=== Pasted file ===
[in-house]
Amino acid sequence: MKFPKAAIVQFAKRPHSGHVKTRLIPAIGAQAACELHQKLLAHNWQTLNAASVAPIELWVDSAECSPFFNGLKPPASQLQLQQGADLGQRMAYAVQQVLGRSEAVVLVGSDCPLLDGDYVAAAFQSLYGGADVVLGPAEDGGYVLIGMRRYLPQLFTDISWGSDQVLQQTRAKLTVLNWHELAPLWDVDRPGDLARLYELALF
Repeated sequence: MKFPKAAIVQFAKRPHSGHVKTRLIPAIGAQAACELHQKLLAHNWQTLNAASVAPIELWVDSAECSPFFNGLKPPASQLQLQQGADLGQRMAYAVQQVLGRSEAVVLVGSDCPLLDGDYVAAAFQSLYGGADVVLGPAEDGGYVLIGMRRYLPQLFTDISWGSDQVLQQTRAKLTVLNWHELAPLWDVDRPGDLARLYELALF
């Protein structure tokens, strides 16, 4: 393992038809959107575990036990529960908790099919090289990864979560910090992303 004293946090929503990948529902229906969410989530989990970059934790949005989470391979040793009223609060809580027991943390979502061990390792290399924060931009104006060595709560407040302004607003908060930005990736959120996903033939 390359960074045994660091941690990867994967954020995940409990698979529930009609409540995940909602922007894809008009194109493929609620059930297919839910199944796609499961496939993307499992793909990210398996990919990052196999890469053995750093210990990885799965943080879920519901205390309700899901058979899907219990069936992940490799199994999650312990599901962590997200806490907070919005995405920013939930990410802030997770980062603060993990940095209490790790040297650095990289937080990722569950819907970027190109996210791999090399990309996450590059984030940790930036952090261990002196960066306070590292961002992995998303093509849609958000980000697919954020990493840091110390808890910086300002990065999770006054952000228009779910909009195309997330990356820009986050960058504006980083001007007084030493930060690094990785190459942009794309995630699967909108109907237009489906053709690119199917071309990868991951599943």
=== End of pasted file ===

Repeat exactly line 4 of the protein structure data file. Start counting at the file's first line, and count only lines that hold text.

């Protein structure tokens, strides 16, 4: 393992038809959107575990036990529960908790099919090289990864979560910090992303 004293946090929503990948529902229906969410989530989990970059934790949005989470391979040793009223609060809580027991943390979502061990390792290399924060931009104006060595709560407040302004607003908060930005990736959120996903033939 390359960074045994660091941690990867994967954020995940409990698979529930009609409540995940909602922007894809008009194109493929609620059930297919839910199944796609499961496939993307499992793909990210398996990919990052196999890469053995750093210990990885799965943080879920519901205390309700899901058979899907219990069936992940490799199994999650312990599901962590997200806490907070919005995405920013939930990410802030997770980062603060993990940095209490790790040297650095990289937080990722569950819907970027190109996210791999090399990309996450590059984030940790930036952090261990002196960066306070590292961002992995998303093509849609958000980000697919954020990493840091110390808890910086300002990065999770006054952000228009779910909009195309997330990356820009986050960058504006980083001007007084030493930060690094990785190459942009794309995630699967909108109907237009489906053709690119199917071309990868991951599943």